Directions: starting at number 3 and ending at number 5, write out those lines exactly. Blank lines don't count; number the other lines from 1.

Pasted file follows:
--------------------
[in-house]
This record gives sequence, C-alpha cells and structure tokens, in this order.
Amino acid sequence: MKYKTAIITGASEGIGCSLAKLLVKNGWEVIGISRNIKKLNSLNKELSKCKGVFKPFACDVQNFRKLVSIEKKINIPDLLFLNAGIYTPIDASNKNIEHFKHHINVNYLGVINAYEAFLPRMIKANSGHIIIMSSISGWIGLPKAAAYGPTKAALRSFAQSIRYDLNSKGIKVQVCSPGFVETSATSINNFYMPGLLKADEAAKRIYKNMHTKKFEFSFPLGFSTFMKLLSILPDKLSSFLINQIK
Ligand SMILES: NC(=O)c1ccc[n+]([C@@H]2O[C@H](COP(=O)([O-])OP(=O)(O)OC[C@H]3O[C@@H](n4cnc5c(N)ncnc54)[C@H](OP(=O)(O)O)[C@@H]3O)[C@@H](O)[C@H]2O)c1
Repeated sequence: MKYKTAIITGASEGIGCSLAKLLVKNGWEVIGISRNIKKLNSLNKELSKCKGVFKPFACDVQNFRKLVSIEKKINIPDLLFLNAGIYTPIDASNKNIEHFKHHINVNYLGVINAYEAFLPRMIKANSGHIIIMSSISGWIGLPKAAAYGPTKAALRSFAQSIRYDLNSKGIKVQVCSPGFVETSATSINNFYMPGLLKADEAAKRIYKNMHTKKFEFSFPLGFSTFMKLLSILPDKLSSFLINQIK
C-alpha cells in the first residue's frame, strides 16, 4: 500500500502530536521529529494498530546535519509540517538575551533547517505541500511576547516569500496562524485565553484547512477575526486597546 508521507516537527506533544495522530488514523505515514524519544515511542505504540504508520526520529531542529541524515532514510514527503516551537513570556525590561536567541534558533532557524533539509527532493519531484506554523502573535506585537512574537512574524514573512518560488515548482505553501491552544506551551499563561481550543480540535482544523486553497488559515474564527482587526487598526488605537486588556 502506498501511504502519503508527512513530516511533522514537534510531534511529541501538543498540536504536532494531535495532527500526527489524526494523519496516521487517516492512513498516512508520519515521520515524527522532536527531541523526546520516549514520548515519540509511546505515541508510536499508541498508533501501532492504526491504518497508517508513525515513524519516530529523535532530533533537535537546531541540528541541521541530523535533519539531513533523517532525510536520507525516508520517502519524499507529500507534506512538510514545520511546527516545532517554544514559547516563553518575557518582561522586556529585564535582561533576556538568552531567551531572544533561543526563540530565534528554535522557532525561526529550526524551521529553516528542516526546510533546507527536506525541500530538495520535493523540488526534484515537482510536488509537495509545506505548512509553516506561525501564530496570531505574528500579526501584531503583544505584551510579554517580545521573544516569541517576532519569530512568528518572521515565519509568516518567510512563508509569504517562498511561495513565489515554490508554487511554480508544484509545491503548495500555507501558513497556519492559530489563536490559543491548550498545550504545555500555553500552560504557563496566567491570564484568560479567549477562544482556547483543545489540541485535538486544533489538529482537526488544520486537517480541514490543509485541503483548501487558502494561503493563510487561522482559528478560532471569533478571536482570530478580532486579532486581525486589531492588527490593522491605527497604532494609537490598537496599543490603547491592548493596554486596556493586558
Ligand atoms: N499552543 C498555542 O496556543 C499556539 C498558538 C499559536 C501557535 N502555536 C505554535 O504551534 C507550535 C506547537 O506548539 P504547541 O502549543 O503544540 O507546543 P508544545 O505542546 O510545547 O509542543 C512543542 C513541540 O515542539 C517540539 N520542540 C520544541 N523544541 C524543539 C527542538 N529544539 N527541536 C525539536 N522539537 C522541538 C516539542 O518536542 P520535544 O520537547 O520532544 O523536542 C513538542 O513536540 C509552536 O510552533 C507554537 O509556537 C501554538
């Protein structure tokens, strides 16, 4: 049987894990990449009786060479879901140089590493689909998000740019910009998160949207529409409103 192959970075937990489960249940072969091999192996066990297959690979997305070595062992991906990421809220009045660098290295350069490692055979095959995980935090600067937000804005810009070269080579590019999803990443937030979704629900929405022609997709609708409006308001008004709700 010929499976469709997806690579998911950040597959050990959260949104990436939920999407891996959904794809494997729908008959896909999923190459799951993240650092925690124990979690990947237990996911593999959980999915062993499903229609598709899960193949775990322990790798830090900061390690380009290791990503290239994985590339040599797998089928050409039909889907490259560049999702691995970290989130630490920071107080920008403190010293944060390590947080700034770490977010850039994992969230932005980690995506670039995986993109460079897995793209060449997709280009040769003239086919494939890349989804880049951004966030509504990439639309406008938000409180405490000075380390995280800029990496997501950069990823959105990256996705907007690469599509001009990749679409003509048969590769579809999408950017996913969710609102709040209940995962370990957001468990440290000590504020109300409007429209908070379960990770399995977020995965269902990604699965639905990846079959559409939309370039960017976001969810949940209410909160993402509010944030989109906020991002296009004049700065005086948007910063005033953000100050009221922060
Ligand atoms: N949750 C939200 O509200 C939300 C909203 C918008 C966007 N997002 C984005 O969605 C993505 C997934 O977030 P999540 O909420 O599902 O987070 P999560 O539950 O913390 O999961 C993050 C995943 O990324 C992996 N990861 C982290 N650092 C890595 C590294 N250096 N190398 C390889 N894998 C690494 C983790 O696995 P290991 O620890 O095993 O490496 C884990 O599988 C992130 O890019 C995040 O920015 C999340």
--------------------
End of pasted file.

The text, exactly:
Amino acid sequence: MKYKTAIITGASEGIGCSLAKLLVKNGWEVIGISRNIKKLNSLNKELSKCKGVFKPFACDVQNFRKLVSIEKKINIPDLLFLNAGIYTPIDASNKNIEHFKHHINVNYLGVINAYEAFLPRMIKANSGHIIIMSSISGWIGLPKAAAYGPTKAALRSFAQSIRYDLNSKGIKVQVCSPGFVETSATSINNFYMPGLLKADEAAKRIYKNMHTKKFEFSFPLGFSTFMKLLSILPDKLSSFLINQIK
Ligand SMILES: NC(=O)c1ccc[n+]([C@@H]2O[C@H](COP(=O)([O-])OP(=O)(O)OC[C@H]3O[C@@H](n4cnc5c(N)ncnc54)[C@H](OP(=O)(O)O)[C@@H]3O)[C@@H](O)[C@H]2O)c1
Repeated sequence: MKYKTAIITGASEGIGCSLAKLLVKNGWEVIGISRNIKKLNSLNKELSKCKGVFKPFACDVQNFRKLVSIEKKINIPDLLFLNAGIYTPIDASNKNIEHFKHHINVNYLGVINAYEAFLPRMIKANSGHIIIMSSISGWIGLPKAAAYGPTKAALRSFAQSIRYDLNSKGIKVQVCSPGFVETSATSINNFYMPGLLKADEAAKRIYKNMHTKKFEFSFPLGFSTFMKLLSILPDKLSSFLINQIK